The use of the #MayThe4th hashtag has long been linked to Star Wars, with the date sounding similar to the film catchphrase "May the force be with you". Over the years, 4 May - aka Star Wars Day - has been tied to fan content campaigns using the hashtag for exposure and sharing. This year was going to be no different, with Disney drumming up attention for the 4 May release of Star Wars: The Rise of Skywalker on home media.
But in the case of this year's online celebration, many fans feel Disney may have turned to dark side.
The implication of this was that any use of the #MayThe4th hashtag by a Twitter user was allowing consent for Disney to have rights to the content of their posts that included the hashtag (which could include media content including original art) for use across all its media platforms.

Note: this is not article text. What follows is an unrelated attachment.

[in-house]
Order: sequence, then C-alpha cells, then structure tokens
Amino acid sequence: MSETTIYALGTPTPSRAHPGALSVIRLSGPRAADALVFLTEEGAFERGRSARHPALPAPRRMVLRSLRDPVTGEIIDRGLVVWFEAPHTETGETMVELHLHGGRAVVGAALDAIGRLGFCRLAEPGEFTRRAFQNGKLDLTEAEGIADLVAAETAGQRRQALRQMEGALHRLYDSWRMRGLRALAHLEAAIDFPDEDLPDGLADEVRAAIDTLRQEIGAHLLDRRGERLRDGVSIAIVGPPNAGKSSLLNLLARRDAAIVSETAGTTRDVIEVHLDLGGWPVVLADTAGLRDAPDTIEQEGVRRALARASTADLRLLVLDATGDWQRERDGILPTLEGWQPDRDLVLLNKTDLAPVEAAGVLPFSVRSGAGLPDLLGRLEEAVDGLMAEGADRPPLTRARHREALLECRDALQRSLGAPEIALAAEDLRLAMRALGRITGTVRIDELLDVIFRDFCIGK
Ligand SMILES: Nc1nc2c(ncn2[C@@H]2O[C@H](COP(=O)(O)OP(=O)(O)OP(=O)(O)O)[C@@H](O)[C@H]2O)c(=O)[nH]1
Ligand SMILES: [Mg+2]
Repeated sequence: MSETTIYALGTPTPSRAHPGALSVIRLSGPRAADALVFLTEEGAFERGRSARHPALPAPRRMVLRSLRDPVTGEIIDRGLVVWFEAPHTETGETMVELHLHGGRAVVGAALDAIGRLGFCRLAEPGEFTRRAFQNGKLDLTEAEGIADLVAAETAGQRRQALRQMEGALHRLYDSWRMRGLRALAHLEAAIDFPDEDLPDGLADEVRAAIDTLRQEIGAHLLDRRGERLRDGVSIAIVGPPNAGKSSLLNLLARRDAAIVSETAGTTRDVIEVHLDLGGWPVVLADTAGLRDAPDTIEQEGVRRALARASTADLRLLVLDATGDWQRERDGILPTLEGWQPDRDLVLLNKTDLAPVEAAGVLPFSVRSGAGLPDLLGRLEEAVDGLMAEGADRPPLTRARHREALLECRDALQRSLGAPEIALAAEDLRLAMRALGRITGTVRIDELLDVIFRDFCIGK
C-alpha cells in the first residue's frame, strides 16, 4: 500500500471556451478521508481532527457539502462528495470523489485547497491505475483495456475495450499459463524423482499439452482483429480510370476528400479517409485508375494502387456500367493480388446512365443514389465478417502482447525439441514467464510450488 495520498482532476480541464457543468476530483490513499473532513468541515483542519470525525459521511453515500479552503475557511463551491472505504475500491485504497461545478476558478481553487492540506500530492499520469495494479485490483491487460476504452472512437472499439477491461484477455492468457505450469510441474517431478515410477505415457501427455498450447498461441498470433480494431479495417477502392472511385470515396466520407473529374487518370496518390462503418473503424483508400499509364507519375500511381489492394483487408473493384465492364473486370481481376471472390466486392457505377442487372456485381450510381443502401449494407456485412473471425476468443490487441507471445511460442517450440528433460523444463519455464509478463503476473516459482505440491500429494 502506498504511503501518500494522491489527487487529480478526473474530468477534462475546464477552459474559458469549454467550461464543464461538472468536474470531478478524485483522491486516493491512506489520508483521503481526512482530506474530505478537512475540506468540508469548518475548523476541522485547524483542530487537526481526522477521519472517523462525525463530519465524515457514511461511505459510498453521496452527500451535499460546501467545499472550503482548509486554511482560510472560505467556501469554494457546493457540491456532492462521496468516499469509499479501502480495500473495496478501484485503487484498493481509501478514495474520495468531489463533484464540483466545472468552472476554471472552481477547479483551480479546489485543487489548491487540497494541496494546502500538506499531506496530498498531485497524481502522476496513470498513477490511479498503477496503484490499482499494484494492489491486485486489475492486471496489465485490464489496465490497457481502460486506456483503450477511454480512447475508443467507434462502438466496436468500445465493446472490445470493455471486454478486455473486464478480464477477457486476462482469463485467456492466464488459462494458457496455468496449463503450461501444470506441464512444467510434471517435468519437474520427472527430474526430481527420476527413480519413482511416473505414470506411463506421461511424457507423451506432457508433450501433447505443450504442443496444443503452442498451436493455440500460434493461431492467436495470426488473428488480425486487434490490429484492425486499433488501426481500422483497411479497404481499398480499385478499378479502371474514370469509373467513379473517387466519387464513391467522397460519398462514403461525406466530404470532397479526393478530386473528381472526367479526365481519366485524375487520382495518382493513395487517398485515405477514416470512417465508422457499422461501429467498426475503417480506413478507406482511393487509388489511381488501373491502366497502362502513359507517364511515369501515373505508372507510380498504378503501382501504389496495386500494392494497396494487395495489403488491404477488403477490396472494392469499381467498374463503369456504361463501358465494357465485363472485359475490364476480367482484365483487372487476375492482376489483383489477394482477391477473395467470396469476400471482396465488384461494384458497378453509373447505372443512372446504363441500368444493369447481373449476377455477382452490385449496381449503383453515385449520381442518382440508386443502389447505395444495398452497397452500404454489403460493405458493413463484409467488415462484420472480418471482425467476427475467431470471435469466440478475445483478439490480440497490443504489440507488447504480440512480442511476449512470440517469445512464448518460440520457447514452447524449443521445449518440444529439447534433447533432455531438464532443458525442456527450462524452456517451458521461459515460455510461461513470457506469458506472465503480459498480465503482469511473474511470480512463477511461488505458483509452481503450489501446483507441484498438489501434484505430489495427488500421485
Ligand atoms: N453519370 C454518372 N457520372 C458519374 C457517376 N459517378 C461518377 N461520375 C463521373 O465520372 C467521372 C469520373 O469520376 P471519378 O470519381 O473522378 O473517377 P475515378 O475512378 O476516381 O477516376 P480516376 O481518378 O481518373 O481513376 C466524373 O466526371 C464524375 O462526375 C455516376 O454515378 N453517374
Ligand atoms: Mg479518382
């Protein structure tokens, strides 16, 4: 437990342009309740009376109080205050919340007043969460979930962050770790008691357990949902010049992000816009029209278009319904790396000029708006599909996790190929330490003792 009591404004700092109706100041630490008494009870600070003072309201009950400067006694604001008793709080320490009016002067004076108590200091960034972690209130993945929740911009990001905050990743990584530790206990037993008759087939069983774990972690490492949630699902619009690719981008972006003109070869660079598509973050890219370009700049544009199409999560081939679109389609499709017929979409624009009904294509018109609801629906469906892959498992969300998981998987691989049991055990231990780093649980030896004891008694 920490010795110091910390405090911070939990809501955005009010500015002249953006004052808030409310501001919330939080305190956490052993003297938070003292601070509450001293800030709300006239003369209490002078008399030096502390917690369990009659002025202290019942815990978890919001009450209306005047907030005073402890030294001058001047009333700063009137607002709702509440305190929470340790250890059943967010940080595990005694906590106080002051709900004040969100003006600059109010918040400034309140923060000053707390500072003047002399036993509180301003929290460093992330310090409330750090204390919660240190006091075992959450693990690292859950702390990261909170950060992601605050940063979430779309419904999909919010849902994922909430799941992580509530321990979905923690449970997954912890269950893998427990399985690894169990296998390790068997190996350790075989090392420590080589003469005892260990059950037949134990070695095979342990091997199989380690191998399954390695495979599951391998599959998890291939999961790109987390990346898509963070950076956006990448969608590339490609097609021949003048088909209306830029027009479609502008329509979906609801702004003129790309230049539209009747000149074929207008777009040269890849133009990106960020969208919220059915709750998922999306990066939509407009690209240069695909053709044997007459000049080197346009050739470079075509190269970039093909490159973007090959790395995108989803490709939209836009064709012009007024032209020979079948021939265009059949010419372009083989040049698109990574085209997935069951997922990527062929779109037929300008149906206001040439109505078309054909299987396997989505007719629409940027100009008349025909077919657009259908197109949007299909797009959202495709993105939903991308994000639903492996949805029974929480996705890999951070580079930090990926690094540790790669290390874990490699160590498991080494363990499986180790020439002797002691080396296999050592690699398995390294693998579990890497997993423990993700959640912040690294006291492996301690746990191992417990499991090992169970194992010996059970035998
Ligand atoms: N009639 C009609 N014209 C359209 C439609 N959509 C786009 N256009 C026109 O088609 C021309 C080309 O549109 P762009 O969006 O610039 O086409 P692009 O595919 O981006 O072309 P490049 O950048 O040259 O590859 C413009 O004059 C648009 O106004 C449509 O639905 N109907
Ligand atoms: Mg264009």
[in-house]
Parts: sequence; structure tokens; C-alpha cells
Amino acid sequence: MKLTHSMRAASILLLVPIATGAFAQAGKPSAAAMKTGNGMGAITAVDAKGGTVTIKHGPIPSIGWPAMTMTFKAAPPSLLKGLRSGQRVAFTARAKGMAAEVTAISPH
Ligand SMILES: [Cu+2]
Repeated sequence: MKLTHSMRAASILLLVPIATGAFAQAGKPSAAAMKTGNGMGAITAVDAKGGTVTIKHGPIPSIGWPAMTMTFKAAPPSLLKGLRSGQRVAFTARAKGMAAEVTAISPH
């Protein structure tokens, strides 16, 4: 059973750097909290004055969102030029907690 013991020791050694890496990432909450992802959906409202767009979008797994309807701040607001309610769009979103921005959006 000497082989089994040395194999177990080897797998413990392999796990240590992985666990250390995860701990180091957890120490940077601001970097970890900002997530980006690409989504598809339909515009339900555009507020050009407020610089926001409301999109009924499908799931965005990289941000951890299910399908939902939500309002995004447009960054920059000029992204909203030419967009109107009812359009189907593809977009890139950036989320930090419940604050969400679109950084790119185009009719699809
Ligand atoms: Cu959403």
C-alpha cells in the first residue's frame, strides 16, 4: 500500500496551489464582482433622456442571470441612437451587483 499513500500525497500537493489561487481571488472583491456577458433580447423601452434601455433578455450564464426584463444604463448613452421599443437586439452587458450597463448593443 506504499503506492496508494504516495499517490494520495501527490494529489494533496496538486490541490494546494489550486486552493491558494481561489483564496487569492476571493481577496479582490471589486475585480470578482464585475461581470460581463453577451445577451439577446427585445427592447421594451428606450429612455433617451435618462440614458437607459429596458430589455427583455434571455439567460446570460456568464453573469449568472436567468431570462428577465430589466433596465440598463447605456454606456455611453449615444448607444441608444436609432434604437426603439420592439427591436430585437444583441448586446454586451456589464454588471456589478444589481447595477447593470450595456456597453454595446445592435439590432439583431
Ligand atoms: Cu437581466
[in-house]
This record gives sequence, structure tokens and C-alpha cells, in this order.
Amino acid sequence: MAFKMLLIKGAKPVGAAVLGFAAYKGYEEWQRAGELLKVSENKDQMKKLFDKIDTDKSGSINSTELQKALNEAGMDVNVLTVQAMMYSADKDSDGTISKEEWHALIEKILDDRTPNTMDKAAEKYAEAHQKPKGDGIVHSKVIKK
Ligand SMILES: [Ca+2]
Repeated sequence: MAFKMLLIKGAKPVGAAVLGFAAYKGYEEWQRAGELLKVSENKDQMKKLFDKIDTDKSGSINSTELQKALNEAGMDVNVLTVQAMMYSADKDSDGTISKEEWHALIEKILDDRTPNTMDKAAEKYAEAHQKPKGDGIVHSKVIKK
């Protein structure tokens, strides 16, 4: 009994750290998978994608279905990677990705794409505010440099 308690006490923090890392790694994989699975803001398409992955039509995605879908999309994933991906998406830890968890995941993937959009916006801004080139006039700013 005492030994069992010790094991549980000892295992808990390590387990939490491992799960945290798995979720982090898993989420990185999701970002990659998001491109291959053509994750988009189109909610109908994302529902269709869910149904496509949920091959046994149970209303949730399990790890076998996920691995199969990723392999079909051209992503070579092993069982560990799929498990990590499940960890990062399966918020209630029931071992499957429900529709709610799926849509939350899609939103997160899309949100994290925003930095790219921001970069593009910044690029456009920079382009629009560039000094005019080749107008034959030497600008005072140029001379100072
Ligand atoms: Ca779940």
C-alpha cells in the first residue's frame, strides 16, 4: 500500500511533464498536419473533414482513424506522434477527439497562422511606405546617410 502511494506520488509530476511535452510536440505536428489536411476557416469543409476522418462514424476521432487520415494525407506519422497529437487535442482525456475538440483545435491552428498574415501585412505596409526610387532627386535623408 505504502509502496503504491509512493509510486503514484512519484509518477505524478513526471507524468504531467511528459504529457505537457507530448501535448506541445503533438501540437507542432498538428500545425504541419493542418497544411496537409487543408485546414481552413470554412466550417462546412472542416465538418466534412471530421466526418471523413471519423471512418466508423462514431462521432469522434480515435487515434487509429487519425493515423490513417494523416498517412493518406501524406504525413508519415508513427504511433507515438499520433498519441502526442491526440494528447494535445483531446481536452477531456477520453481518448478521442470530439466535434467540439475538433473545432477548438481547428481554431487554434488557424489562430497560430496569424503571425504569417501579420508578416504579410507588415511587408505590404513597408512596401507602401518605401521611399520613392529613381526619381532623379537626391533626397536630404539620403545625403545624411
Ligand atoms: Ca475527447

Twitter users were understandably infuriated at the statement. Several legal and marketing experts even jumped into the conversation to voice that Disney was being ridiculous to push that a hashtag could give away content rights to this extent or that Disney had ownership of the hashtag in the first place.
Hours later, Disney tried to backtrack arguing that the legal language only applied to tweets in the specific thread that used the hashtag and mentioned Disney Plus. But if Disney had hoped it had gained the high ground, it was going to be disappointed as Twitter users still railed against Disney for what they saw as an overreach.